View previous topic | View next topic

NETHERLANDS, The

Page 7 of 8
Goto page Previous  1, 2, 3, 4, 5, 6, 7, 8  Next

'yorz
1245042.  Tue Aug 08, 2017 6:12 pm Reply with quote

You never know. *shrugs*
Can't be arsed to write to the club directly and ask them what the fuck possessed them.

 
suze
1245044.  Tue Aug 08, 2017 6:39 pm Reply with quote

I can only read Dutch by pretending that it's a mixture of German and English, but it seems to be an homage to a strip cartoon and to have been chosen as the club's name fairly randomly.

From Dutch language Wikipedia:

Quote:
AV Horror '47 is een atletiek- en loopsportvereniging uit de stad Sneek.

De vereniging is opgericht in 1947 en is vernoemd naar het stripfiguur Horror. Dit figuur komt voor in het Tom Poes-verhaal Horror de ademloze van Marten Toonder. De naam is toevallig gekozen; tijdens een van de oprichtingsvergaderingen lag een krant met deze strip op de vergadertafel.

 
'yorz
1245045.  Tue Aug 08, 2017 6:42 pm Reply with quote

Ah. 'Horror the Breathless'. Of course I know Tom Poes, although not this particular story. It still doesn't make sense. *another shrug*

 
Alfred E Neuman
1245199.  Wed Aug 09, 2017 4:09 pm Reply with quote

"Poes" is not a particularly polite word in Afrikaans. Somewhere between twat and cunt in vulgarity, and referring to the same area.

 
'yorz
1245203.  Wed Aug 09, 2017 4:37 pm Reply with quote

For Cloggies, poes is the same as cat. When we call the animal, we'll shout "Poes!", never "Cat!". Unless it just shat on tyour expensive rug, then it becomes "That effing cat of yours!".

 
suze
1245209.  Wed Aug 09, 2017 5:04 pm Reply with quote

So in Afrikaans it equates to the sort of pussy that most of us probably think of first when we hear that word, but in Dutch it equates to the sort of pussy that Mrs Slocombe has.

Comparably, in Afrikaans your kont is your British fanny and really rather rude, but in Dutch it is your American fanny and the sort of word you can use in front of your granny. (Apparently it also has the Afrikaans meaning in Gronings, but not in other dialects spoken in the Netherlands.)

And I though Britain and the US were two countries divided by speaking nearly the same language ...

 
'yorz
1245675.  Tue Aug 15, 2017 2:12 am Reply with quote

I was rather thrown by the fact that nowadays Cloggies put their pets in a bench. It used to be 'kooi' (cage), but for some reason they nowadays use the English word 'bench'. If you don't believe me, just google 'Hond in een bench'. To me, that doesn't make any sense whatsoever.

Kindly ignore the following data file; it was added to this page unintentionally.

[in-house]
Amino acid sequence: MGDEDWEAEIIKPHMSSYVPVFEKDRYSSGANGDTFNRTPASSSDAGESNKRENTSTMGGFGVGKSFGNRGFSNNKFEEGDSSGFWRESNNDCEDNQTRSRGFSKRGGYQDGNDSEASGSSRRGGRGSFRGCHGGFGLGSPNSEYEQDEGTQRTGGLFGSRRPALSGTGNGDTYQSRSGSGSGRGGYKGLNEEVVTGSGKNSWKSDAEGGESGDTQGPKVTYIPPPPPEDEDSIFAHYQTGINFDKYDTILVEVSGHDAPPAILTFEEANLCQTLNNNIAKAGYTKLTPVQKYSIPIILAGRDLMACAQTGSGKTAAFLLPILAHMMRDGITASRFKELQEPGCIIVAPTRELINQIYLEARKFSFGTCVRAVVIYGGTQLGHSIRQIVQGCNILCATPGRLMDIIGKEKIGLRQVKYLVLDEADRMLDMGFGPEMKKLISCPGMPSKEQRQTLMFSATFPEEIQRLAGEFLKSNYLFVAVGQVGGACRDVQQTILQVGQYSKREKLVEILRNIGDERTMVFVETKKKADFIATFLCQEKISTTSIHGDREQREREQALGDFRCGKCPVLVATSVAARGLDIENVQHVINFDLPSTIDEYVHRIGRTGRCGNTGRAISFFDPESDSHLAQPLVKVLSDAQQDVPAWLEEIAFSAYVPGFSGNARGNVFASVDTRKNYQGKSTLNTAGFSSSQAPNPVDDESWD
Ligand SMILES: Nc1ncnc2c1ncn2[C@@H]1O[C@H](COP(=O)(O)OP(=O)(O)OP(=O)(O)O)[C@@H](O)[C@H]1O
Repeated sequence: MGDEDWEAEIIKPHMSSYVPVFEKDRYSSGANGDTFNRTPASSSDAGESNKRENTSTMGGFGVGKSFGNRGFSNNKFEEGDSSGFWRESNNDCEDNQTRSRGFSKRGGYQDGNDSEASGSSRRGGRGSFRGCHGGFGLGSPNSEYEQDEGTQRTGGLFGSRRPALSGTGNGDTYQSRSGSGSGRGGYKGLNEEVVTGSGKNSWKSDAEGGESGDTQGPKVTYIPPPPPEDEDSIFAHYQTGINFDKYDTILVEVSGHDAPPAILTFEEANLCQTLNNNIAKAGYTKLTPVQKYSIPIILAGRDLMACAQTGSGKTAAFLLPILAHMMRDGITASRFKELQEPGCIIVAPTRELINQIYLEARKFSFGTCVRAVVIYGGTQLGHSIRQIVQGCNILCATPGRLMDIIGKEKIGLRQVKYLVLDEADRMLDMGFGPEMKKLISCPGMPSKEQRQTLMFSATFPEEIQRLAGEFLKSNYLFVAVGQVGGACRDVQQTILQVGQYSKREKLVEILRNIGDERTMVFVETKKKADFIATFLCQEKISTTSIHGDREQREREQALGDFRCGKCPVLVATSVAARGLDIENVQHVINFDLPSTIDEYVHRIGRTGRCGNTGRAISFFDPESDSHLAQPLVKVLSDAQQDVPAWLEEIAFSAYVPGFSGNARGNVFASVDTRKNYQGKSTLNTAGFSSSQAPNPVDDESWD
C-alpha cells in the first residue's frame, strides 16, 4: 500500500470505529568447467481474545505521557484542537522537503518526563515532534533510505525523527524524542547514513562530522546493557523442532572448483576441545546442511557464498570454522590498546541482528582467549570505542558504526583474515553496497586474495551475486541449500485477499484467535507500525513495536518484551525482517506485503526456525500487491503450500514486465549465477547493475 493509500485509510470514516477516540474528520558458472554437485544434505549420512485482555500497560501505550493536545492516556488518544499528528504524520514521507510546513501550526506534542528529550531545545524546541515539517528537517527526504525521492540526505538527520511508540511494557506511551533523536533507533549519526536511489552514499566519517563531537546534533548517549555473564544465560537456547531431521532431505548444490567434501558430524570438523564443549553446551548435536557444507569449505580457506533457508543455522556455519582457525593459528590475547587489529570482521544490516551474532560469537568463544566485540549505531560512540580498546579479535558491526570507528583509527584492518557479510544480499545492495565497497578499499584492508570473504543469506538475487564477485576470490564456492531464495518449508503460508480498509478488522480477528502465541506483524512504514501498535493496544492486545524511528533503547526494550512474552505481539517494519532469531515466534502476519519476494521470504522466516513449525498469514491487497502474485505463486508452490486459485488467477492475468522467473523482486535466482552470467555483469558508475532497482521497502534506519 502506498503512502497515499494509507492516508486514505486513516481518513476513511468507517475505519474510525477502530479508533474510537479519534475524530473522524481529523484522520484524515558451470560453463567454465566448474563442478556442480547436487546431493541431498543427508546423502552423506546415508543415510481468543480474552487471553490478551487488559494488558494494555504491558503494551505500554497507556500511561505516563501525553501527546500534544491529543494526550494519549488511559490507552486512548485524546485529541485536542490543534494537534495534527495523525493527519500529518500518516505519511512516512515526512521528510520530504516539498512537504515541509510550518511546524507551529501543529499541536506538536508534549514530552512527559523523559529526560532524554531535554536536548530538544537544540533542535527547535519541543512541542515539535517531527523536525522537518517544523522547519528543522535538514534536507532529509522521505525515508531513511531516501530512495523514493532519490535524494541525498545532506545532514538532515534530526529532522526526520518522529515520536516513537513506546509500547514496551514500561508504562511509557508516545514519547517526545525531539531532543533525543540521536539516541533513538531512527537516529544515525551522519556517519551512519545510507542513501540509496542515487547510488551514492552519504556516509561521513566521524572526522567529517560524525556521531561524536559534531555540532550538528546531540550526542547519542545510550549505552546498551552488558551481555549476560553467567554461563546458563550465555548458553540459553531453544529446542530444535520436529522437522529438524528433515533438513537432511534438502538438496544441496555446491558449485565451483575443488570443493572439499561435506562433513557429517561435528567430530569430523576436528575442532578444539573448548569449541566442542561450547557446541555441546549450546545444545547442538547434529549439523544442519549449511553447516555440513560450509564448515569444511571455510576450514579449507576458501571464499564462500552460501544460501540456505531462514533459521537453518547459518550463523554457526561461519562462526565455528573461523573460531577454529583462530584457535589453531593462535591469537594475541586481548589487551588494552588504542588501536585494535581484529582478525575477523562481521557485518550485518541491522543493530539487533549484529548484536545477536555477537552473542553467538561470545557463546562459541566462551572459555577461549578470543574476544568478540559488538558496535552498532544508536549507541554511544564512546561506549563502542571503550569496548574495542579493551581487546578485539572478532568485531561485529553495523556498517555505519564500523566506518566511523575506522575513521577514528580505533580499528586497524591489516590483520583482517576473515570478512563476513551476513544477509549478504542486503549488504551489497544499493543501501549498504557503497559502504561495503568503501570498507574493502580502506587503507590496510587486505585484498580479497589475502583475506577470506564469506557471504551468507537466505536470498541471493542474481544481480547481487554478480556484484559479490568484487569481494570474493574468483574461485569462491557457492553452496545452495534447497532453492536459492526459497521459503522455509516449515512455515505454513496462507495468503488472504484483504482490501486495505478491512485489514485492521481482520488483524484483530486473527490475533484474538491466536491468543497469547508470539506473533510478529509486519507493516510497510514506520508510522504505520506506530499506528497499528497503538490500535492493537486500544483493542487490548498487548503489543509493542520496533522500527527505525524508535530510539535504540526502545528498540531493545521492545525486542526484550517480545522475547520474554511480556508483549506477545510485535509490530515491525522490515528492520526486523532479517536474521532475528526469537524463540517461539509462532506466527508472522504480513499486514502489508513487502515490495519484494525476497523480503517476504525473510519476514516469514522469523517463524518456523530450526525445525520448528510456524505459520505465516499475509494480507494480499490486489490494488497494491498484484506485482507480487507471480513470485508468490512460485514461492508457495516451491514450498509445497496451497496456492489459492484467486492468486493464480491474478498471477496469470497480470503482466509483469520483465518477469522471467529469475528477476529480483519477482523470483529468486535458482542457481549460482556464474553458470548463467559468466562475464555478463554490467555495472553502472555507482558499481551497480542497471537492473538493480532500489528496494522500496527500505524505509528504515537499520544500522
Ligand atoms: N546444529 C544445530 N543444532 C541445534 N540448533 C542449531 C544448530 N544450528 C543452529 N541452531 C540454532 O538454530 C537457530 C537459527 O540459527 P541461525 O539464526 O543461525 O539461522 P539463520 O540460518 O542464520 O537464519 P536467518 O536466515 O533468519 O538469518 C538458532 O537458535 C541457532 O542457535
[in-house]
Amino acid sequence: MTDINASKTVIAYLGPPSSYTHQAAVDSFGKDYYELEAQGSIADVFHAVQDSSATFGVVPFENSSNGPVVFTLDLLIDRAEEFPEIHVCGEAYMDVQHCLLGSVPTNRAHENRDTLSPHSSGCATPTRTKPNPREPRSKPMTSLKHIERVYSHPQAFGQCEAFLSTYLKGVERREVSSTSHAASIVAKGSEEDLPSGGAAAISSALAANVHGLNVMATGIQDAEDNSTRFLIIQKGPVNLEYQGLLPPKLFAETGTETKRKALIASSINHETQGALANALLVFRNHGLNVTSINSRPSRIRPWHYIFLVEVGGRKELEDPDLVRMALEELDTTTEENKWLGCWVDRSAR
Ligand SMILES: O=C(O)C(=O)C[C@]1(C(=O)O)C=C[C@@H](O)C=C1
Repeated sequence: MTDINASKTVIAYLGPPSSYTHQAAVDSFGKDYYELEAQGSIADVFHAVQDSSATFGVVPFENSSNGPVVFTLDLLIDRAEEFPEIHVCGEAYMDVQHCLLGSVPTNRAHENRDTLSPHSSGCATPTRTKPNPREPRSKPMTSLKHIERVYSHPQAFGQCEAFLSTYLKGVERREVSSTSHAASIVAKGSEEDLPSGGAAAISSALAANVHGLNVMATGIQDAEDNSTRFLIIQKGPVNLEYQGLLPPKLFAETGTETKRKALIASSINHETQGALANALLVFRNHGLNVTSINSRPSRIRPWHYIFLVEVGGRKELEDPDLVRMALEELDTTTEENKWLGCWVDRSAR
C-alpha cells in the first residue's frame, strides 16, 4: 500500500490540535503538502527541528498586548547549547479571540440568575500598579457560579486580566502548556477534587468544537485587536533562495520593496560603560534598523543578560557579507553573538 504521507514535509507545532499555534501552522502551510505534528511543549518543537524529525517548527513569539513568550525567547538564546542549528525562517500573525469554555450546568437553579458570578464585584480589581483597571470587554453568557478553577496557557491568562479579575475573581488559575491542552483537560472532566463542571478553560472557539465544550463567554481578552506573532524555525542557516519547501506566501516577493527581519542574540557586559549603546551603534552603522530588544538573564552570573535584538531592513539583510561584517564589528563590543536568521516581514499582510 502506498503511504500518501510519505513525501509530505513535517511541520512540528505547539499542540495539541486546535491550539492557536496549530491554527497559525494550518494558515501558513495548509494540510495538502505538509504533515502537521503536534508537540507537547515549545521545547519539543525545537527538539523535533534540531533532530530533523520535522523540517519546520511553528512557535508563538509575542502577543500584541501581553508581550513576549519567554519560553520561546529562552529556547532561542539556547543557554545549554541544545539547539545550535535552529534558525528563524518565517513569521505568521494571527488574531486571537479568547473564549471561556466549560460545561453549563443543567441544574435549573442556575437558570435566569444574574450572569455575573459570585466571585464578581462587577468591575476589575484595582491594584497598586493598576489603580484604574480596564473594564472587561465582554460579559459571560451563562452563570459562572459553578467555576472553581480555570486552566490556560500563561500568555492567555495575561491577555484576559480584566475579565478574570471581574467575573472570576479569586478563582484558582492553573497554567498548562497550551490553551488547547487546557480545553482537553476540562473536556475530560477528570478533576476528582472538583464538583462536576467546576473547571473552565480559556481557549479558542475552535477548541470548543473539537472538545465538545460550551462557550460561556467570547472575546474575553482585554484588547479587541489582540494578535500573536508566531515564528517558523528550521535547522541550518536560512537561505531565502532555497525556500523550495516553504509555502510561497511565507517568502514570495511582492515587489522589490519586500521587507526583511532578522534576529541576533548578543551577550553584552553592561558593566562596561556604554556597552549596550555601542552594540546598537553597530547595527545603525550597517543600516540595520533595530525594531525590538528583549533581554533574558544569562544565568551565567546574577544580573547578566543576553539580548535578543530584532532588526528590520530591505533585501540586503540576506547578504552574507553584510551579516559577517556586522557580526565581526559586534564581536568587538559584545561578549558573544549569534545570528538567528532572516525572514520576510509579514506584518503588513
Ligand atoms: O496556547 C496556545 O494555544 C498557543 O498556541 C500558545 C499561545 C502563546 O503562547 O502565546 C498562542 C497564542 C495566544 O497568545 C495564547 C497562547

'yorz
1245711.  Tue Aug 15, 2017 11:21 am Reply with quote

Ah - at lest some clarity: apparently, showing your dog at an exhibition is called benching., for which it is put on a bench.


I'd call this a crate (perhaps cage), but not a bench.
What do others think?

 
Dix
1245724.  Tue Aug 15, 2017 12:45 pm Reply with quote

That would be a "show pen" in the cat showing world.

 
crissdee
1245726.  Tue Aug 15, 2017 1:31 pm Reply with quote

It would also be an extremely handsome doggie in my world!

 
'yorz
1245745.  Wed Aug 16, 2017 4:21 am Reply with quote

Dix wrote:
That would be a "show pen" in the cat showing world.

Yes, in an English-speaking country. But I am nonplussed why a country would adopt a foreign word and give it a different meaning. suze - when is bench used in stead of crate?

 
suze
1245765.  Wed Aug 16, 2017 6:09 am Reply with quote

In English, it isn't. That dog container would never be called a bench in English.

But it's by no means unknown for a word from one language to be borrowed into another with a different meaning. You will have been beside a river and seen the red and white rubber rings which are intended to be used for rescuing someone who has fallen in. (They are actually more often used for silly games by inebriated persons, but I digress.)

The French name for that rubber ring is une brassière, but that word found itself a different meaning when it was brought into English.

 
PDR
1245774.  Wed Aug 16, 2017 6:31 am Reply with quote

suze wrote:
So in Afrikaans it equates to the sort of pussy that most of us probably think of first when we hear that word, but in Dutch it equates to the sort of pussy that Mrs Slocombe has.


She has both, surely?

Pete

 
'yorz
1245782.  Wed Aug 16, 2017 7:21 am Reply with quote

Poes is also tends to indicate a female cat, while kat (pron kaht) would indicate a male cat, although both words can be used for both. Bit of a preference thing. Kater (pron kaah-ter) is definitely a male cat. It also means hangover, and stems from the German Katzenjammer (cat's wail/caterwaul).

 
suze
1245789.  Wed Aug 16, 2017 8:13 am Reply with quote

PDR wrote:
She has both, surely?


Fictional characters who keep their clothes on do not have genitalia. A bit like Action Man, or something.

 

Page 7 of 8
Goto page Previous  1, 2, 3, 4, 5, 6, 7, 8  Next

All times are GMT - 5 Hours


Display posts from previous:   

Search Search Forums

Powered by phpBB © 2001, 2002 phpBB Group